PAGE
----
Do’s/Don’ts: Most people who suffer a fracture, don’t get appropriate tests done to determine if they have osteoporosis. 95% of adults who break a bone are, typically treated without being evaluated for osteoporosis. So if you have a fracture, get a bone mineral density test done.
Common Myths: Myth 1: “Populations which consume a very high amount of dairy get more hip fractures than those which don’t.”
I am sorry to disappoint the true believers, but it is just the opposite! People who avoid animal protein believing that they are saving their bones are in fact increasing the risk of osteoporosis. The following study found that women who consumed the most animal protein (+43%) had only one-fifth risk of hip fractures:
23% higher consumption of carbohydrates was associated with 3 times higher rate of fractures!
What is it: Hip Bursitis or trochanteric bursitis occurs when the bursa in the hip becomes inflamed and swells. This bursa is located on the outside of the hip over the hip bone.
Important Facts: The main symptom of hip bursitis is pain at the point of the hip. The pain usually extends to the outside of the thigh area. In the early stages, the pain is usually described as sharp and intense. Later, it may feel more achy and spread out.
Hip bursitis (trochanteric) can be caused by running. Hip pain is not at all uncommon among runners and joggers, and this can be from bursitis.
The greater trochanteric bursa lies on top of the hip bone, allowing the iliotibial band to glide smoothly over the hip bone. Running results in repetitive movement of the IT band over the bursa, which may result in greater trochanteric bursitis. Similarly, if the IT band is tight it will exert excessive pressure on the bursa, resulting in greater trochanteric bursitis.”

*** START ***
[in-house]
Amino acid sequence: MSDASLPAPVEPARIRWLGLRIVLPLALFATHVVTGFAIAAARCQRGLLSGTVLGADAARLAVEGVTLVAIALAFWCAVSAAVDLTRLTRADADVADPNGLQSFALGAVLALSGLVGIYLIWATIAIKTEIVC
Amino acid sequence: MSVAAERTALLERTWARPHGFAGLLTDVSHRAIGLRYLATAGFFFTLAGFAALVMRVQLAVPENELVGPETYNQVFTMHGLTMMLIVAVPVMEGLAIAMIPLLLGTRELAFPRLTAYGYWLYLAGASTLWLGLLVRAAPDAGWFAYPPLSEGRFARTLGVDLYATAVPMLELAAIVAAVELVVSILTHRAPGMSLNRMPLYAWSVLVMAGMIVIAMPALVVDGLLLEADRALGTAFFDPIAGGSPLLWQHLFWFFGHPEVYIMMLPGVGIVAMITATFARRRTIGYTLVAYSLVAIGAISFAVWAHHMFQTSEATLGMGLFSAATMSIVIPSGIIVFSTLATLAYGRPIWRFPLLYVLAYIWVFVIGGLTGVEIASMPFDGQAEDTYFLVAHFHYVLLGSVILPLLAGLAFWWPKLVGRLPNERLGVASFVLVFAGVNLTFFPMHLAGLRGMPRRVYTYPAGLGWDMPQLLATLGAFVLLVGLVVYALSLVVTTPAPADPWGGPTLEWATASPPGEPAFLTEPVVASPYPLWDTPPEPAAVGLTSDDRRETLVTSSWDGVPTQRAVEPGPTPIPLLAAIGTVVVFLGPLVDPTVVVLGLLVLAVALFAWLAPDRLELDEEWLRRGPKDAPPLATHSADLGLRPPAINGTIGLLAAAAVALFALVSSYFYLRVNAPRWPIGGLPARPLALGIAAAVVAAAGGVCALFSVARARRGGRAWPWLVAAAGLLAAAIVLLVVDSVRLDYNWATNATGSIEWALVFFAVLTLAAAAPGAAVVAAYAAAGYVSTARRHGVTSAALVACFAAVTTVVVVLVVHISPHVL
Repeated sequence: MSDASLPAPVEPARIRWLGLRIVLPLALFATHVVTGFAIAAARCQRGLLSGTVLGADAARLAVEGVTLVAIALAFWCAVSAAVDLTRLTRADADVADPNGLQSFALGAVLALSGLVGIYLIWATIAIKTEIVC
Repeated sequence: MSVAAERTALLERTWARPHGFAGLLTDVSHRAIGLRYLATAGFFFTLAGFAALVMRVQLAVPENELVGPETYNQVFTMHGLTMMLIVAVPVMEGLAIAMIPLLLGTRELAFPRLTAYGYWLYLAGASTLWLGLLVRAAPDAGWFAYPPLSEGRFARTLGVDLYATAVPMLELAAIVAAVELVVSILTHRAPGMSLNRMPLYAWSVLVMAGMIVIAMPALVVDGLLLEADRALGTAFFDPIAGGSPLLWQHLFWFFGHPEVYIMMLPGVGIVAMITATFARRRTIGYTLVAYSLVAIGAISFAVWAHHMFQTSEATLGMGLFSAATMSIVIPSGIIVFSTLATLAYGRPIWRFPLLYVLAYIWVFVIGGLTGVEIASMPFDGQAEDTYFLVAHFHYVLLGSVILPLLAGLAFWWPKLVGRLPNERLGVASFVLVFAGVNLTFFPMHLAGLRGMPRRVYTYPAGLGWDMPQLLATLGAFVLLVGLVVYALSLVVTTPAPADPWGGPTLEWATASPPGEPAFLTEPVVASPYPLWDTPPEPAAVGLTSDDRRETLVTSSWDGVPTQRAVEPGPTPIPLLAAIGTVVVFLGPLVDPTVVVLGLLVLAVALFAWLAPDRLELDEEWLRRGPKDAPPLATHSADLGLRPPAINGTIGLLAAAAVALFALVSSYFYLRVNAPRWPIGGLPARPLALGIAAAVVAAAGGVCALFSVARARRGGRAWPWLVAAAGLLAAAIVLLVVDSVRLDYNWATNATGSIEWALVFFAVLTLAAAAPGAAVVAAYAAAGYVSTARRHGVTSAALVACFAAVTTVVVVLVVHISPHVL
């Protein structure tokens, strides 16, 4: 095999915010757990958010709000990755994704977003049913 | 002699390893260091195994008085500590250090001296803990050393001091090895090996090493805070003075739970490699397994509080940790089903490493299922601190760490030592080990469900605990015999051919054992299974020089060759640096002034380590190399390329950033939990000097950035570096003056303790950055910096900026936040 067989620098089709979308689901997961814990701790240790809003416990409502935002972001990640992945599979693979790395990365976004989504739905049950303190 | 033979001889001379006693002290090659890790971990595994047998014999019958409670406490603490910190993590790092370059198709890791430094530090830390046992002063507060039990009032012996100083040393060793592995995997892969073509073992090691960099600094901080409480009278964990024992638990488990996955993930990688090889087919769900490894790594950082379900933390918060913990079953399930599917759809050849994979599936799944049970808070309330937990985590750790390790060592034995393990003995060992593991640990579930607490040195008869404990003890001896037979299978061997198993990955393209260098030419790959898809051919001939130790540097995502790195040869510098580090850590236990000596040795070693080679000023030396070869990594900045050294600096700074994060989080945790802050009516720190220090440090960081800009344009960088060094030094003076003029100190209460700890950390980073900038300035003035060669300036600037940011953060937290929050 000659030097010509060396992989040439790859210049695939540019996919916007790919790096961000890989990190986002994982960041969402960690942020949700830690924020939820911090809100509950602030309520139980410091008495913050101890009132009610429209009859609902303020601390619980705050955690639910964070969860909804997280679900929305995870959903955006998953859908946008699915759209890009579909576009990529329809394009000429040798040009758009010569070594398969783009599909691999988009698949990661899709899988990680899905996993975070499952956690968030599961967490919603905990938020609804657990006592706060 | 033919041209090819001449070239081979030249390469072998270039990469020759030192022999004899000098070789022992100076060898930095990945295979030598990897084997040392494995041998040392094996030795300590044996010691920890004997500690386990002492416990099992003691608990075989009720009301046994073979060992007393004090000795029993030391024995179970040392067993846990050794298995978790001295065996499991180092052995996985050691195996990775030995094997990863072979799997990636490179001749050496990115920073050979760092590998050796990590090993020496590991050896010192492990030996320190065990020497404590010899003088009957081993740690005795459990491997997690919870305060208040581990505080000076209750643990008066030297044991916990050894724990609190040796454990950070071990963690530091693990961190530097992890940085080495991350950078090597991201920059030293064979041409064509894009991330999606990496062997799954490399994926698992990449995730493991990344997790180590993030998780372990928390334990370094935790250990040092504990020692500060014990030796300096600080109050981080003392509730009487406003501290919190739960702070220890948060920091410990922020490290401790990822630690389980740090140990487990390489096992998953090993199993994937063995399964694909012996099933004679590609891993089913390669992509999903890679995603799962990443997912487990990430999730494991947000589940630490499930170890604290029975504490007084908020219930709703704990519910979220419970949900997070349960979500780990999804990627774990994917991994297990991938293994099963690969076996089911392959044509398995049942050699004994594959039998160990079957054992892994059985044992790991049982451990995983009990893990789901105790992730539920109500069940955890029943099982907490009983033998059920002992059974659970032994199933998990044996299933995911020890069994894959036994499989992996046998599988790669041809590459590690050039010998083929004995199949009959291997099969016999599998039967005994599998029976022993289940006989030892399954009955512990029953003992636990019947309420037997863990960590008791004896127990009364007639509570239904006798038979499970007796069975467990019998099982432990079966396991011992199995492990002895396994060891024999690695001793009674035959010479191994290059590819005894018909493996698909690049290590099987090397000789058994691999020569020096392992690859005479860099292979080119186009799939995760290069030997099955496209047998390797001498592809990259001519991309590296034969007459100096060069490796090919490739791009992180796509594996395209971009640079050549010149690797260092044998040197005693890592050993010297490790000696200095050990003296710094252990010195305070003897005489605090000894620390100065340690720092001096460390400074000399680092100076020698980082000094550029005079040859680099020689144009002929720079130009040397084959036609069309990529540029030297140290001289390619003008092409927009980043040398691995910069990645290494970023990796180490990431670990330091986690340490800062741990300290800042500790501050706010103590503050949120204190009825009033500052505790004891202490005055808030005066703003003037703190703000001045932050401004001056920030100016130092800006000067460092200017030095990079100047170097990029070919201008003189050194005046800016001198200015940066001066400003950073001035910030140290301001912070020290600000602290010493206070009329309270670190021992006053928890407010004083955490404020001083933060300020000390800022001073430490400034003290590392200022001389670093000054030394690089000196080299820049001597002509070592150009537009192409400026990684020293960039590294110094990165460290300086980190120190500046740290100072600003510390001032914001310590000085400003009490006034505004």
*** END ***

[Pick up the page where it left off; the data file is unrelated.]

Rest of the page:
Treatment Duration: The initial treatment for hip bursitis does not involve surgery. Many people with hip bursitis can experience relief with simple lifestyle changes.
Your health care provider may recommend temporary rest or immobilization of the affected joint.
Nonsteroidal anti-inflammatory drugs (NSAIDs) such as ibuprofen may relieve pain and inflammation. Formal physical therapy may be helpful as well.
If the inflammation does not respond to the initial treatment, it may be necessary to draw out fluid from the bursa and inject corticosteroids. Surgery is rarely required.
“Physical therapy (PT) is an integral part of the recovering from greater trochanteric bursitis. PT is directed at stretching the iliotibial band as well as strengthening the gluteus medius and other hip external rotators.”
Do’s/Don’ts: If the pain is affecting your gait or you are limping, then you should not run. Avoid hills and up-tempo or faster running. Icing after activity and again at bedtime can help with the inflammation in the bursa.
Common Myths: Recently, MRI and ultrasound studies have brought into serious doubt the idea that bursitis is the etiology for trochanteric pain.